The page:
Optimal radio frequency energy harvesting with limited energy arrival knowledge
IEEE Journal on Selected Areas in Communications, Vol. 34, No. 12, pp. 3528-3539, December 2016.
In this paper, we develop optimal policies for deciding when a wireless node with radio frequency (RF) energy harvesting (EH) capabilities should try and harvest ambient RF energy. While the idea of RF-EH is appealing, it is not always beneficial to attempt to harvest energy; in environments where the ambient energy is low, nodes could consume more energy being awake with their harvesting circuits turned on than what they can extract from the ambient radio signals; it is then better to enter a sleep mode until the ambient RF energy increases. Towards this end, we consider a scenario with intermittent energy arrivals and a wireless node that wakes up for a period of time (herein called the time-slot) and harvests energy. If enough energy is harvested during the time-slot, then the harvesting is successful and excess energy is stored; however, if there does not exist enough energy the harvesting is unsuccessful and energy is lost.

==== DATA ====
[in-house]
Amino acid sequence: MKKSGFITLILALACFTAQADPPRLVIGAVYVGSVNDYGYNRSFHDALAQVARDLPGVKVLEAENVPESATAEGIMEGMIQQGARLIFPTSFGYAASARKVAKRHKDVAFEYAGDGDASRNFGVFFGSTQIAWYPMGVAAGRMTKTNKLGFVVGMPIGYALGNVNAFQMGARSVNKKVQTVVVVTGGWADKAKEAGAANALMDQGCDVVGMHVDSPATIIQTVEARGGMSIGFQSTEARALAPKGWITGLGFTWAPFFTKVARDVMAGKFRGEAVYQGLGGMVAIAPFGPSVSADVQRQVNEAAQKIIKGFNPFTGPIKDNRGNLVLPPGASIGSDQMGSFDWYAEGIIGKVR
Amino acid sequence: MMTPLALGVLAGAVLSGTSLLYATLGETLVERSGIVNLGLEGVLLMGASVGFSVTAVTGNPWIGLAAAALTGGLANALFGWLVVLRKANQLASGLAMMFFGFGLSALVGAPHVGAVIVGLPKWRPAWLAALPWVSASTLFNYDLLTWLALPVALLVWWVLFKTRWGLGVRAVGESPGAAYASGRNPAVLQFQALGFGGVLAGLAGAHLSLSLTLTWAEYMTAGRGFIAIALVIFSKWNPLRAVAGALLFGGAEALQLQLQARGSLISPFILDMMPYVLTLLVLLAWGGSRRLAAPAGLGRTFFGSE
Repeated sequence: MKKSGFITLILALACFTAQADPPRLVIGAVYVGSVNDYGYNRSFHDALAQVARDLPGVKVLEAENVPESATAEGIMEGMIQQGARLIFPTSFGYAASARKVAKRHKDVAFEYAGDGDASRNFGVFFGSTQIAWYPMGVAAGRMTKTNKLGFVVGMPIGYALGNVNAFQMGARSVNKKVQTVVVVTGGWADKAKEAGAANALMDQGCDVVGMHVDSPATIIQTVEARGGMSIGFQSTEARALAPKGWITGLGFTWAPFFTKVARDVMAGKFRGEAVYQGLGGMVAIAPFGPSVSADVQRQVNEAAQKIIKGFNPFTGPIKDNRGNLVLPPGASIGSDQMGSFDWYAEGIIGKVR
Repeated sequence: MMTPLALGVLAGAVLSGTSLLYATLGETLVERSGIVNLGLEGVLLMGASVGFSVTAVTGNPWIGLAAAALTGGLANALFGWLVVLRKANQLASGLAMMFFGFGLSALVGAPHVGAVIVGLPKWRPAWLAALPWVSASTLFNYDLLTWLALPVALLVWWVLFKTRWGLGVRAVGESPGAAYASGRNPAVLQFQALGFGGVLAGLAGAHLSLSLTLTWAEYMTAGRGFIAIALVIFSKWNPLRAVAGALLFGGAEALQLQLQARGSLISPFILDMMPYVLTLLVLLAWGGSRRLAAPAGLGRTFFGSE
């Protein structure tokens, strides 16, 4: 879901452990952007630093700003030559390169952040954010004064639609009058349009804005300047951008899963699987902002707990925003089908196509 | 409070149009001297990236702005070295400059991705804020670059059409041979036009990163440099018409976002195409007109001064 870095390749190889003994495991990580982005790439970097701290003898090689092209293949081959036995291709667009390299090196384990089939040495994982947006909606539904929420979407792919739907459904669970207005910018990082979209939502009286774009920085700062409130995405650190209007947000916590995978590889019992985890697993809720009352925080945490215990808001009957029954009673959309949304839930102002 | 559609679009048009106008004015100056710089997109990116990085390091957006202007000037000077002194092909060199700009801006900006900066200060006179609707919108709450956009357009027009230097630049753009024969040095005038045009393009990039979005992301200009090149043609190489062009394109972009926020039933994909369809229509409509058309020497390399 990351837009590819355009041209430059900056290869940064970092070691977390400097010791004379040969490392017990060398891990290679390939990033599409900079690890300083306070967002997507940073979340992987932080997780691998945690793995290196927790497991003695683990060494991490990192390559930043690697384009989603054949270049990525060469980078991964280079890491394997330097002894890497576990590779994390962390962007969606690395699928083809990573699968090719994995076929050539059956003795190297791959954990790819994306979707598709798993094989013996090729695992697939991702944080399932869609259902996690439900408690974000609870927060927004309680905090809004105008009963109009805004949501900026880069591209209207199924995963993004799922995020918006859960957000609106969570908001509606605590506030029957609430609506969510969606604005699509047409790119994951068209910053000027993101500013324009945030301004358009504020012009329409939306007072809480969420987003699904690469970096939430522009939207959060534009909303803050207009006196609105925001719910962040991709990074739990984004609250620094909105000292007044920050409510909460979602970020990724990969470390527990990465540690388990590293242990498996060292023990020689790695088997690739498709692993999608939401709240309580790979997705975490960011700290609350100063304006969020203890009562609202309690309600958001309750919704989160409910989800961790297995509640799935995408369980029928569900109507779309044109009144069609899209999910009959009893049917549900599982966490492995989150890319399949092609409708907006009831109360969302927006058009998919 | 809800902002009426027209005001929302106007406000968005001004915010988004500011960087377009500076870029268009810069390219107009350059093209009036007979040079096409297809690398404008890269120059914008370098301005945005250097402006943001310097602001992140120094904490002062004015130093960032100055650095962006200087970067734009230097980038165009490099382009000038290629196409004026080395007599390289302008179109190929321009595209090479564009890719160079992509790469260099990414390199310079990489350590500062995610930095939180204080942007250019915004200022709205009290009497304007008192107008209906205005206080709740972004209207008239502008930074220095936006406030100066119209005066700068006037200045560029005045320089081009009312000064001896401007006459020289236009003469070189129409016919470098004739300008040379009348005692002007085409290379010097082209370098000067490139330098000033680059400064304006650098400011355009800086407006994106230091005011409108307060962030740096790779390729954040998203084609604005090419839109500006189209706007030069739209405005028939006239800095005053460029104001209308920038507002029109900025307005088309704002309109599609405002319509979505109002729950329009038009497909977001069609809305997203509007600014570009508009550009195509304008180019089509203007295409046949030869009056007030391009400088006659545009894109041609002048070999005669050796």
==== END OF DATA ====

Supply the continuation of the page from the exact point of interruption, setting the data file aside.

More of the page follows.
We assume that the ambient energy level is constant during the time-slot, and changes at slot boundaries. The energy level dynamics are described by a two-state Gilbert-Elliott Markov chain model, where the state of the Markov chain can only be observed during the harvesting action, and not when in sleep mode. Two scenarios are studied under this model. In the first scenario, we assume that we have knowledge of the transition probabilities of the Markov chain and formulate the problem as a Partially Observable Markov Decision Process (POMDP), where we find a threshold-based optimal policy. In the second scenario, we assume that we don't have any knowledge about these parameters and formulate the problem as a Bayesian adaptive POMDP; to reduce the complexity of the computations we also propose a heuristic posterior sampling algorithm. The performance of our approaches is demonstrated via numerical examples.